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Master "The Stagger"

I'm not talking about staggering home from the local pub, much as I do enjoy playing to the stereotype that all writers drink like fish. No, the "stagger" is one of my secrets to writing 6-8 books in a single year, and I'd like to pass it along to you.

Staggering refers to the process of maintaining multiple big projects simultaneously, making them manageable by making sure to "stagger" the different stages each project is at. For example, I might be working on 3 books at any one time—but that doesn't mean I'm writing the first drafts of all 3, which would be exhausting. Instead, by timing when the projects begin and timing my deliverables, I try to ensure that each of the 3 is at a different stage. For example:

  • Book number one might be in the outlining stage, where I'm putting together a comprehensive, point-by-point outline of each chapter that may end up being 30-40 pages long.

  • Book number two would be in the first draft writing stage, the most amazing part of doing any book.

  • Book number three would ideally be revision stage. The first draft would be complete, my client would give me feedback and notes about things to add or to change, and I would be engaged in making those changes and doing other rewrites.

Each of the stages represents a critical part of the process of writing a book, but each has its own demands on my time, energy, and attention. By managing the time and progress of each project I can manage those demands and avoid being overloaded.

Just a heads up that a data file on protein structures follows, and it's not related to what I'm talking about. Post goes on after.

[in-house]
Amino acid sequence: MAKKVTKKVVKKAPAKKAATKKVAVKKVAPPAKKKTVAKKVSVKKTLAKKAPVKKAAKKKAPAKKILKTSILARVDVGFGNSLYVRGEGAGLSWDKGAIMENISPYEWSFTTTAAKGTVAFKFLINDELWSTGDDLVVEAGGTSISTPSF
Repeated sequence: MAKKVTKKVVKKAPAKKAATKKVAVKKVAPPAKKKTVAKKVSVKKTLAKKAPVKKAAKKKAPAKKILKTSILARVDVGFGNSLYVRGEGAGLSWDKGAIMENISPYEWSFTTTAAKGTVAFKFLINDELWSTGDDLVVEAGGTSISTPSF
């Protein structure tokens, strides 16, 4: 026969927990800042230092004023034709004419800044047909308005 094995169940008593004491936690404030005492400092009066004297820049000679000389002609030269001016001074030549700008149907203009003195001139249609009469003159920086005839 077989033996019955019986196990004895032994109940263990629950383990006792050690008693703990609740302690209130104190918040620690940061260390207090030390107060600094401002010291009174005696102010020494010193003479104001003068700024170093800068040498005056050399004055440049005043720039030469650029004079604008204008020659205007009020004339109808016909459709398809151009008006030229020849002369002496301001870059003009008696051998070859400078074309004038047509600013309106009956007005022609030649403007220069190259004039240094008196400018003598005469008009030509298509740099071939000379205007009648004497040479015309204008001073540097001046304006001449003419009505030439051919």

Of course, there are limits to how much I can control. Yes a client goes on vacation, if I catch a cold, or if there's some other holdup in reviewing an outline or providing me with revisions, that can throw off the whole delicate balance. This is not a perfect system. However, staggering provides ghost riders and other freelancers with an effective way to accept multiple projects well not stretching their bandwidth to the breaking point.

What are the best ways to put yourself in a position to be able to stagger?

  • Exercise tight control over when projects commence. Put those timelines in your contract. Generally, the only date you'll have control over is the start date of a project, but if you establish clear guidelines for how long each stage should take, your clients may feel bound to honor those time frames.

  • Give clients clear deliverable dates for when they need to get things to you like comments or specific edits.

  • Don't procrastinate. If you're going to keep your staggered arrangement, you need to make sure you knock out the portions of work due at each stage in a timely manner.

Obviously, you need to be fortunate enough to have as many as three projects going at the same time. If you're offered such work, don't panic or decline it. Tell clients about your availability and figure out how you can stagger start dates. That's how the busiest writers get more work and make more money. Now, go write.

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